If you see systemku.exe and SystemkService.exe running in the Task Manager you have the Settings Manager by Aztec Media installed on your machine. SettingsManager comes bundled with some free software downloads.
Settings Manager is detected by some of the anti-virus programs. Here’s the scan result for the SystemkService.exe file:
You can simply uninstall SettingsManager from the Windows Control panel as shown in the video below:
If the Settings Manager removal failed for some reason, you can also remove it with FreeFixer, by selecting Systemku.exe, SystemkService.exe, sysapcrt.dll and the Settings Manager Firefox extension for removal.
How did you get Settings Manager on your machine? Please share your story in the comments below.
Do you see a process named dgen.exe running at 99% or even 100% CPU usage? If that is the case someone is mining Bitcoins on your machine!
The dgen.exe Bitcoin miner has been around for some time. I first spotted it about a month ago, but for some reason I chose not to blog about it at that time. However, today I found it again, bundled with another download, so I thought I should post about it after all. Many of the anti-virus programs detect it as you can see in the scan result from VirusTotal:
How did you get dgen.exe on your machine? Please share by posting a comment.
To remove the dgen.exe bitcoin miner you can check the dgen.exe process and the starthelp.exe service for removal in FreeFixer. This will also fix the high CPU usage that you probably see on your machine.
The starthelp.exe service appear as “Protect Monitor”:
Here’s a video where I show FreeFixer in action while removing dgen.exe and starthelp.exe:
Hope you found this useful. Thank you for watching!
Update 2014-08-11: I’ve seen a few cases where other filenames appear in the “c:\Program Files\PCDapp” folder:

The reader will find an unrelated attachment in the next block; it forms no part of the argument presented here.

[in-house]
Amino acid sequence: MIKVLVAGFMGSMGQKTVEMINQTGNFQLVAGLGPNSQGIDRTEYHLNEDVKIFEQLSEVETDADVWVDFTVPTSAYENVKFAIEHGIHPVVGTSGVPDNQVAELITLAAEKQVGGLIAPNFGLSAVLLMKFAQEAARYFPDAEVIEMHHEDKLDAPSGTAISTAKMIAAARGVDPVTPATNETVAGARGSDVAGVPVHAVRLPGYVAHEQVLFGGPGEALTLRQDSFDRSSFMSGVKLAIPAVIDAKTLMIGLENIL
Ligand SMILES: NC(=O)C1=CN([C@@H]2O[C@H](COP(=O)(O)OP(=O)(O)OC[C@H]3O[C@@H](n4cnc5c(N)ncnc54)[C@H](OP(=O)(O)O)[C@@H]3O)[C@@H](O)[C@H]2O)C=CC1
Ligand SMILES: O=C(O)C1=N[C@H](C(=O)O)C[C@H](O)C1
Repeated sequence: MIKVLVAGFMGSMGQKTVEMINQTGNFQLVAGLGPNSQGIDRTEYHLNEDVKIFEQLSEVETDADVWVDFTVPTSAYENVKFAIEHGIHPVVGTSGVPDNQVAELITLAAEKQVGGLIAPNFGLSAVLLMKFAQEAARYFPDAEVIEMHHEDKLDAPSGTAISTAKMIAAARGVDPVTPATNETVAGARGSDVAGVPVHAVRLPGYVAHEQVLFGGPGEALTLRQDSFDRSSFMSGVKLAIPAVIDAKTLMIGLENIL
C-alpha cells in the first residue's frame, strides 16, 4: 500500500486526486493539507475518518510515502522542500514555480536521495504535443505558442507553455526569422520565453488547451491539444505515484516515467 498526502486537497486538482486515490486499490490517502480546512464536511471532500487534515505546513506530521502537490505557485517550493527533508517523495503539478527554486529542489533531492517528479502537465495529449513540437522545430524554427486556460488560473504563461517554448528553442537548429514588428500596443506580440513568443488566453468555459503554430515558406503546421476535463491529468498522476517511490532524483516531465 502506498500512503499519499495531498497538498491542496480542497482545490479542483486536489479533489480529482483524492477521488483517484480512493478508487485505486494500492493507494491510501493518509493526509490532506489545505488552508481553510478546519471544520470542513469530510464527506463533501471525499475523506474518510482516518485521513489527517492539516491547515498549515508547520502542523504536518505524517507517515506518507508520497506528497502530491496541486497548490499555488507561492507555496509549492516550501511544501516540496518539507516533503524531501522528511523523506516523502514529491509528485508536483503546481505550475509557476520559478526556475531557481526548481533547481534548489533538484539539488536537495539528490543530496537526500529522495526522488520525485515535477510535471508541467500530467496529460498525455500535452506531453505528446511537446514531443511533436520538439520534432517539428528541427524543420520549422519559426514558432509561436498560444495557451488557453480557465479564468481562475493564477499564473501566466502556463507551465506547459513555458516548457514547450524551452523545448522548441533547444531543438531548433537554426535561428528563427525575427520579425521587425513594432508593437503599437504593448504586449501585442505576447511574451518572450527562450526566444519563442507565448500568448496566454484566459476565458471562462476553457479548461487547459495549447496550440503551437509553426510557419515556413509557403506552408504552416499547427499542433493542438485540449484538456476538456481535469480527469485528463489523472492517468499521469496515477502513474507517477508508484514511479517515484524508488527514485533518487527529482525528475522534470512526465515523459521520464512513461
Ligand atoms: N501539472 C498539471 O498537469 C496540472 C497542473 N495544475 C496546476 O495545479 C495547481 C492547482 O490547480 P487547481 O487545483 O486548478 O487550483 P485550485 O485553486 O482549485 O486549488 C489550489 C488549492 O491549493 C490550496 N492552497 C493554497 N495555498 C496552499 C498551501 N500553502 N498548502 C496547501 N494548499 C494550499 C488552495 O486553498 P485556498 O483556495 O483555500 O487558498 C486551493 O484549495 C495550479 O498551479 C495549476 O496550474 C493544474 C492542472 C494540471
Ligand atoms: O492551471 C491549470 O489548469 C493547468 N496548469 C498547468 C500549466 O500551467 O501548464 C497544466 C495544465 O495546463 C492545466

Just found a new adware variant called MPlayerplus_01. You might have found it in the Windows Task Manager where it appears as Mplayerplus_01-nova.exe or when inspecting the add-ons in Internet Explorer and Mozilla Firefox:
Update 2014-05-22: There seems to be another variant around called MPP, that uses filenames such as MPP-bho64.dll, MPP-bho.dll, MPP-codedownloader.exe, MPP-novainstaller.exe, MPP-nova.exe and MPP-bg.exe.
Update 2014-05-26: Just found another variant. It is called MPMP.
Update 2014-05-27: Seems like the MPlayerPlus_01 constantly updates its name. I’ll list any future name here:
I found MPlayerplus_01 while checking out a free media player download. In my case the installer disclosed that MPlayerplus_01 was bundled. Currently only a few anti-virus programs flag MPlayerplus_01:
The anti-virus vendors report MPlayerPlus as CrossRider.
How did you get MPlayerplus_01 on your machine? Was it bundled with some free downloads, and if so, was it disclosed that MPlayerplus_01 would be installed along with the download?
Removing MPlayerplus_01 with FreeFixer is a piece of cake. All you need to do is to select the MPlayerplus_01 files for removal and click the Fix button.
Here’s a removal video where I show FreeFixer in action deleting Mplayerplus:
Hope this helped you to figure out what MPlayerplus_01 is and how to remove it. If you like, please post a comment and share what you know about MPlayerplus_01.
Just wanted to give you heads-up on suspicious file I found right now. The file is digitally signed by Anton Lemes.
So, what’s the problem? Well, many of the anti-virus over at VirusTotal detects the Anton Lemes file. TSULoader, Kazy, InstalleRex, AntiFW are some of the detection names:
So, what ever you do, don’t run the Anton Lemes file. It will install a whole of unwanted software on your machine.
Where did you find the file with the Anton Lemes signature?
I just found a new variant of the Freeven Pro adware called Fpro1.2, Fpro_1.2, pro123 and pro12. This will be a quick post before I’m going to bed. If you have Fpro1.2 on your machine you will probably notice it when it displays the ads that are labeled “Click to Continue – by Fpro1.2” and “Ad by Fpro1.2” as shown in the screenshots below:
The ads above are from Internet Explorer and Mozilla Firefox. You can also see FPro listed in the web browser’s add-ons list, here in Firefox:
The Fpro1.2 removal easy, just select the FPro files in FreeFixer: Fpro1.2-nova.exe, Fpro1.2-bg.exe, the Fpro Firefox Extensions, etc:
Since the removal for Fpro1.2 is the same as for Freeven Pro, for which I’ve done a removal video, I won’t do a new one. I think you’ll get the hang of it by watching the old video:
There’s also an entry in the add/remove programs dialog, but I have not tested it:
Hope you found this useful.
How did you get Fpro1.2 on your machine? Please share by posting a comment.